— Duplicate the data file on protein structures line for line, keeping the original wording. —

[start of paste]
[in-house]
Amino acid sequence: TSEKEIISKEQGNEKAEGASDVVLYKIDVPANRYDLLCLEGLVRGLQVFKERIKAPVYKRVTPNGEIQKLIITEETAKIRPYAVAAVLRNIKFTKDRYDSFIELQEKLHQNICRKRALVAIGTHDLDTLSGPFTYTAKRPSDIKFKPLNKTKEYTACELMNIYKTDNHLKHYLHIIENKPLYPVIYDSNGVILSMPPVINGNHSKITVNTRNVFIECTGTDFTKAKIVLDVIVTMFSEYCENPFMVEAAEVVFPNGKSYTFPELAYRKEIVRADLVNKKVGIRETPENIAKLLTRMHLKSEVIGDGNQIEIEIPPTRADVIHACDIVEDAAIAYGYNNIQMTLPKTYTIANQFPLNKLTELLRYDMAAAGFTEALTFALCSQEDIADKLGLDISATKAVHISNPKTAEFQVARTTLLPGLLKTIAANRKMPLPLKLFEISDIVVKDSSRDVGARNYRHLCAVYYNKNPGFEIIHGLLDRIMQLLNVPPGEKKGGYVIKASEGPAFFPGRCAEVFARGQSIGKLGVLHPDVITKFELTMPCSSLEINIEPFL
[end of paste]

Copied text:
[in-house]
Amino acid sequence: TSEKEIISKEQGNEKAEGASDVVLYKIDVPANRYDLLCLEGLVRGLQVFKERIKAPVYKRVTPNGEIQKLIITEETAKIRPYAVAAVLRNIKFTKDRYDSFIELQEKLHQNICRKRALVAIGTHDLDTLSGPFTYTAKRPSDIKFKPLNKTKEYTACELMNIYKTDNHLKHYLHIIENKPLYPVIYDSNGVILSMPPVINGNHSKITVNTRNVFIECTGTDFTKAKIVLDVIVTMFSEYCENPFMVEAAEVVFPNGKSYTFPELAYRKEIVRADLVNKKVGIRETPENIAKLLTRMHLKSEVIGDGNQIEIEIPPTRADVIHACDIVEDAAIAYGYNNIQMTLPKTYTIANQFPLNKLTELLRYDMAAAGFTEALTFALCSQEDIADKLGLDISATKAVHISNPKTAEFQVARTTLLPGLLKTIAANRKMPLPLKLFEISDIVVKDSSRDVGARNYRHLCAVYYNKNPGFEIIHGLLDRIMQLLNVPPGEKKGGYVIKASEGPAFFPGRCAEVFARGQSIGKLGVLHPDVITKFELTMPCSSLEINIEPFL